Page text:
Friday 26 November 2010

A conversation . . .

I don’t know how this experience will affect me but I know that it has touched me. For the first time in my life, I had a conversation with someone who was a bit soft in the head. She was smiling to herself and seated on the row of chairs arranged for passengers to sit. I was waiting for my train to arrive. I was travelling alone to Chennai. I sat down beside her. She looked intently at me and exclaimed: “You look very beautiful.” I smiled. She lovingly caressed my left cheek and again said: “You are a beauty —calm and quiet. You smell very good. I like the way you look and smell.” I again smiled at the obvious admiration. I still did not think she was mad.

Then she asked me about my education. I struggled to tell her as I was not sure if she would understand. I anyway told her. She smiled and said: “You are very intelligent. I am not. But I have mingled with many people like you and a bit of their intelligence has rubbed off on me.” I patiently listened. She went on: “I know many wise people like you. What I know is nothing. My knowledge is but a drop.”

She told me that I reminded her of a person she used to know who also quite beautiful and smelled good like me. She looked at me intently and smiled. Then she started talking non-stop about the entire pantheon of Hindu goddesses and how we should not burden the earth. It was only then I started feeling a bit uncomfortable as I wished to be with myself. She talked and talked and when I did not respond by saying ‘yes,’ she would force a ‘yes’ from me. I was a bit reluctant to continue sitting there.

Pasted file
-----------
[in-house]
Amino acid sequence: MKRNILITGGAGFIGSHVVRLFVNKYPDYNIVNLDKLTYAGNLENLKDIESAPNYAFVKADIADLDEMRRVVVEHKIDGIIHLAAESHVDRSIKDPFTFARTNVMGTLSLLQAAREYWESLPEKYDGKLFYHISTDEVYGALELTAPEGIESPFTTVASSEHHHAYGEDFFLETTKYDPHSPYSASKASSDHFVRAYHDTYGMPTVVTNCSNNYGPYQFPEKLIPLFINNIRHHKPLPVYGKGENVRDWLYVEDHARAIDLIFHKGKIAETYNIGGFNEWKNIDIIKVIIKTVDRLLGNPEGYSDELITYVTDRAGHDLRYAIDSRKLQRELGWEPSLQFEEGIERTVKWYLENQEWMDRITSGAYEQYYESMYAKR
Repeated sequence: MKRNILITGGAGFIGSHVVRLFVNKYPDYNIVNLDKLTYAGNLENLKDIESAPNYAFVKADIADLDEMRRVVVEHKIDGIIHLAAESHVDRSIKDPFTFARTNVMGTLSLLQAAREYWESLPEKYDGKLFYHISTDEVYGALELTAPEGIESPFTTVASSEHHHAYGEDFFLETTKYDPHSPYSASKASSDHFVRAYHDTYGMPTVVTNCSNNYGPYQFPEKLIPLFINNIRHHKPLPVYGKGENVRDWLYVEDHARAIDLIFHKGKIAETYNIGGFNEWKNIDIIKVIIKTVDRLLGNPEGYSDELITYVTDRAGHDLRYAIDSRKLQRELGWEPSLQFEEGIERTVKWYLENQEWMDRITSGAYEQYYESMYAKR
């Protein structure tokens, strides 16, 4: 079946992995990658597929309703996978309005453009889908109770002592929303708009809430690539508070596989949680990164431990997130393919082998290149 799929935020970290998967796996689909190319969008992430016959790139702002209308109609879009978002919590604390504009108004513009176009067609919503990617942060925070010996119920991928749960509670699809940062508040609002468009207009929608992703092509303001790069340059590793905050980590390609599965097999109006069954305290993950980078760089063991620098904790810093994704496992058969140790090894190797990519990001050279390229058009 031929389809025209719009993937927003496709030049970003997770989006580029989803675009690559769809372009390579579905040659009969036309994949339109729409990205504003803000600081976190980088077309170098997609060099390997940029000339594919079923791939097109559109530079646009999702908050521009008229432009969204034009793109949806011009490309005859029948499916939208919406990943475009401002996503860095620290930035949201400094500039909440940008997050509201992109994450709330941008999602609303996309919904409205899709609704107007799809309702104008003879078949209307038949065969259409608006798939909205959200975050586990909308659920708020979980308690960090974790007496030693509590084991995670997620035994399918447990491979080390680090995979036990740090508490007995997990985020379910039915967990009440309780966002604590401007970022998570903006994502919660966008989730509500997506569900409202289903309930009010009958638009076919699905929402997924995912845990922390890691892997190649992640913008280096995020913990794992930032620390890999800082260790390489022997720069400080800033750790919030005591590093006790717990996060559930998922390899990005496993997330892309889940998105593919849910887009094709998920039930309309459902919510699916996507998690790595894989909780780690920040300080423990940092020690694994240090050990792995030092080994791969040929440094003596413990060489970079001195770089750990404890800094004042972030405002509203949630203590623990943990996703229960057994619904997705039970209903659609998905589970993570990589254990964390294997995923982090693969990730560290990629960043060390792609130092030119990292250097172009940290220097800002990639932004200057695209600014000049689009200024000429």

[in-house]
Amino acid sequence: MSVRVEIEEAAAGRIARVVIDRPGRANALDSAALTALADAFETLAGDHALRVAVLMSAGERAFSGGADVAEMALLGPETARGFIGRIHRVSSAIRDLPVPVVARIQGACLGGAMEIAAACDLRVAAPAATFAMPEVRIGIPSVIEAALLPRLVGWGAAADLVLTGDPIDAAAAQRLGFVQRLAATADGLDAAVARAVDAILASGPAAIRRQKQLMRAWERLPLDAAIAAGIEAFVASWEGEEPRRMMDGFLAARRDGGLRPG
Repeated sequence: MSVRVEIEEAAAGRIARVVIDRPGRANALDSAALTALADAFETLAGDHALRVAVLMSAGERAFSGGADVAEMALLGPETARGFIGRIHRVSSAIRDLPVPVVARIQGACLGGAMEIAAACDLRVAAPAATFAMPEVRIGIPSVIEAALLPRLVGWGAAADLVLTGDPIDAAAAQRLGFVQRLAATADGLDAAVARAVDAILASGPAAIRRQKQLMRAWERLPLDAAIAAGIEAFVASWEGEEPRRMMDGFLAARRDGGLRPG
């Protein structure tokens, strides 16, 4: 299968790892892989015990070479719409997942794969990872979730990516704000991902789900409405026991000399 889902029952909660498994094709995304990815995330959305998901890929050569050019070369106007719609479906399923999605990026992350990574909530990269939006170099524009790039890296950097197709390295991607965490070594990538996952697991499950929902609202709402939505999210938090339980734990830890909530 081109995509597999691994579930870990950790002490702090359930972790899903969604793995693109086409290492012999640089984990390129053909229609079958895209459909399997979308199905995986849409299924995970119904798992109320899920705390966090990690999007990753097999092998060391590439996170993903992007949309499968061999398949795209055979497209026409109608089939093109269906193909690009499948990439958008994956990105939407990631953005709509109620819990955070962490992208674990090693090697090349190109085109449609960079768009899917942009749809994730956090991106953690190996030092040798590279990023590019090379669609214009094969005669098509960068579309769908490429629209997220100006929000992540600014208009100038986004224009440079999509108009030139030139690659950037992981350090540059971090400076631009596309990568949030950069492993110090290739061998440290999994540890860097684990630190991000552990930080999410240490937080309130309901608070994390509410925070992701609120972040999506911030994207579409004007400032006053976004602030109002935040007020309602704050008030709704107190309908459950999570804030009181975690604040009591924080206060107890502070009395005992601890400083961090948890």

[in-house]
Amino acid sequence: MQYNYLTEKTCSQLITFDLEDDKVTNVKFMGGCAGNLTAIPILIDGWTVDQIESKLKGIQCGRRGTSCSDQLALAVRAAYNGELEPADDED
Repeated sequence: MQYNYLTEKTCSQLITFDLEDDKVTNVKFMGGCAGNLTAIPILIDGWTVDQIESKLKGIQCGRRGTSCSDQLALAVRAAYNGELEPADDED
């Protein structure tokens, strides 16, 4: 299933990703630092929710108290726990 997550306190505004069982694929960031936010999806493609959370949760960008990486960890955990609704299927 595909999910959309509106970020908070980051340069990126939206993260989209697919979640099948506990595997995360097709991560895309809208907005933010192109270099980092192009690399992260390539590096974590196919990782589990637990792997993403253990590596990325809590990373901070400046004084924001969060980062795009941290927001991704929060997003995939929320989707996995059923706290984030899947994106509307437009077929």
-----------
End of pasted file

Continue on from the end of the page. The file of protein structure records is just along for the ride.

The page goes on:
From then on started my meanderings on madness. She seemed much wiser than many common people. Her examples and diction were impeccable (in Tamil). Was she mad? By the standards of the world, yes but otherwise . . . I don’t know.

What makes someone mad? There are degrees, I presume. I might be saner than X but less sane than Y. Is there madness in everyone? Maybe . . .

Have you pondered on madness? Do you think that you might be mad in some way? Maybe . . .